Aortic Valve Stenosis
Exams and Tests
A physical exam and review of your medical history are important first steps in diagnosing aortic valve stenosis. If you have stenosis but no symptoms, your doctor will likely find the condition during a routine exam or a checkup for another health problem. A distinctive heart murmur is usually the first clue that leads a doctor to suspect aortic valve stenosis.
During the physical exam, the doctor will:
- Take your blood pressure. Low blood pressure may mean that not enough blood is getting through the narrowed aortic valve.
- Check your pulse. A weak pulse may mean that there is narrowing of the heart valve.
- Listen to your heart and lungs for abnormal sounds. A soft whooshing or humming sound (murmur) heard through a stethoscope is an important finding that often points to heart valve disease. Abnormal sounds in the lungs can mean fluid buildup in the lungs that is caused by heart valve disease.
- Look at your legs and feet. Swelling in the legs and feet may be a sign of Reference heart failure Opens New Window.
An Reference echocardiogram (echo) can confirm your symptoms and tell your doctor how severe stenosis is, how well your left ventricle is working, and whether there are problems with other valves.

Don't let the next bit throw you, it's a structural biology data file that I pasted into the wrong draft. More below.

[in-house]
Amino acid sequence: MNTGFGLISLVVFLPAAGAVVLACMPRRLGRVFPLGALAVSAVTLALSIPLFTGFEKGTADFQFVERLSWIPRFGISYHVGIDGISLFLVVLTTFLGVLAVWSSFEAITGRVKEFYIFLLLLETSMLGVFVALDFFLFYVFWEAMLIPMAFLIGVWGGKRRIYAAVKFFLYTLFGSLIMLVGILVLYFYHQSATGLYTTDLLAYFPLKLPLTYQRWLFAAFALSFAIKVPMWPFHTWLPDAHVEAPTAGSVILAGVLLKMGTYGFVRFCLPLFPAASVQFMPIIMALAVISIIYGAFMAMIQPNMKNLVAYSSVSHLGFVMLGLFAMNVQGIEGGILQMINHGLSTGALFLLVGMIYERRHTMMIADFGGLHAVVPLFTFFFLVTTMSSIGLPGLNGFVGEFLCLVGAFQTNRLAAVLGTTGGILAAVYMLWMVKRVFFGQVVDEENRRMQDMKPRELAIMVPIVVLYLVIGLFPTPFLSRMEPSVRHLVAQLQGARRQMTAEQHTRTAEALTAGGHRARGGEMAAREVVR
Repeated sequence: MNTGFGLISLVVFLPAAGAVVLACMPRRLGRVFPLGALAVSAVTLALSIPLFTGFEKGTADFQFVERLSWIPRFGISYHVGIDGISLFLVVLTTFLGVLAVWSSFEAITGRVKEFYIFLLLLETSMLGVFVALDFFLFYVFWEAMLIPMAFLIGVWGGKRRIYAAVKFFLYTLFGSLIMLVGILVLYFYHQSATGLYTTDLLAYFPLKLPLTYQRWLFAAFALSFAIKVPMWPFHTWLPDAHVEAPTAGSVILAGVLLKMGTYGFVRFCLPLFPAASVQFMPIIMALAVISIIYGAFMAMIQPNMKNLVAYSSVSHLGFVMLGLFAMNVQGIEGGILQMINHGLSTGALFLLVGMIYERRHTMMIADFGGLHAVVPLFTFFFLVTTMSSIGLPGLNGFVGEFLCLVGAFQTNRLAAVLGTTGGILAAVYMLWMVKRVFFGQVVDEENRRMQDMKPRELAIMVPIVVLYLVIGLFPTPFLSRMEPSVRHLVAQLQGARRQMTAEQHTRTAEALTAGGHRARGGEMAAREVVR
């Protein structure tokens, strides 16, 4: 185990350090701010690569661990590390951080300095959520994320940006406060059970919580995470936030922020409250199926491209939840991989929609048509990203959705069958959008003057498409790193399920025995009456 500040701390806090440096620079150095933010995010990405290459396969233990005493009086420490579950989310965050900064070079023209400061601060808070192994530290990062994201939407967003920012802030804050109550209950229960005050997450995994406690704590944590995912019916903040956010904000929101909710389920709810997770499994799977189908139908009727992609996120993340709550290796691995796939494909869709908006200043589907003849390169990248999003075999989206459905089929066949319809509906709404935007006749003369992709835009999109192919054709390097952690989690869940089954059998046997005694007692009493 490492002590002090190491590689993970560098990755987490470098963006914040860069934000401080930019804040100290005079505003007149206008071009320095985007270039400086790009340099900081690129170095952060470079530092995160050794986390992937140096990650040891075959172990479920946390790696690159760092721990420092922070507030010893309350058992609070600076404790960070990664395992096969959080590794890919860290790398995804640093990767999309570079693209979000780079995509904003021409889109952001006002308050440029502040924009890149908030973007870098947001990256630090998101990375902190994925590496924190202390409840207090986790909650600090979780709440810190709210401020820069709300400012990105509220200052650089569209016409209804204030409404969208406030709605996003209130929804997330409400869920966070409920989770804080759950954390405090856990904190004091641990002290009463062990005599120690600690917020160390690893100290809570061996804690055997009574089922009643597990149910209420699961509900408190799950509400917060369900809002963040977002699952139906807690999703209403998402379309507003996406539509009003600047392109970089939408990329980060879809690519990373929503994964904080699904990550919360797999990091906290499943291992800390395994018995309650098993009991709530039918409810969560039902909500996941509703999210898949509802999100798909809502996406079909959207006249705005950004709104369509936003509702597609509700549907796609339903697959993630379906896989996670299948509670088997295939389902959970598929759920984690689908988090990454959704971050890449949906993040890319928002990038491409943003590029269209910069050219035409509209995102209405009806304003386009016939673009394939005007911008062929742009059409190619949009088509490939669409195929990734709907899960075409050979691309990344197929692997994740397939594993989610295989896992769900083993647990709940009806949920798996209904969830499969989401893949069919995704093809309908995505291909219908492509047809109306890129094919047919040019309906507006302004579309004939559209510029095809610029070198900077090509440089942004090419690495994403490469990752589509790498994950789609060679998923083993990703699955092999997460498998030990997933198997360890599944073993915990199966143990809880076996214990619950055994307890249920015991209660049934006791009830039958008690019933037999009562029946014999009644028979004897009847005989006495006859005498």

It's also an important test to help monitor aortic valve stenosis over time.
|Severity of aortic valve stenosis||How often you should have an echocardiogram|
Every 3 to 5 years
Every 1 to 2 years
Every 6 to 12 months
Other tests for aortic valve stenosis
- Reference Stress echocardiogram. This test can show how severe your aortic valve stenosis is and how it affects how much you can exercise.
- Reference Electrocardiogram (EKG or ECG). This test may show abnormalities in heart rhythm or lower left heart chamber (ventricle) thickness.
- Reference Chest X-ray. It may show calcium buildup in the valve, an enlarged left ventricle, or fluid buildup if you have developed heart failure. In some cases, the Reference aorta Opens New Window may be enlarged just beyond the aortic valve.
- Reference Brain natriuretic peptide (BNP) test. This test may help show how well your heart is working and if you have heart failure.
- Reference Cardiac catheterization. This test may be done to confirm the results of other tests.
|By:||Reference Healthwise Staff||Last Revised: Reference February 14, 2012|
|Medical Review:||Reference Rakesh K. Pai, MD, FACC - Cardiology, Electrophysiology
Reference John A. McPherson, MD, FACC, FSCAI - Cardiology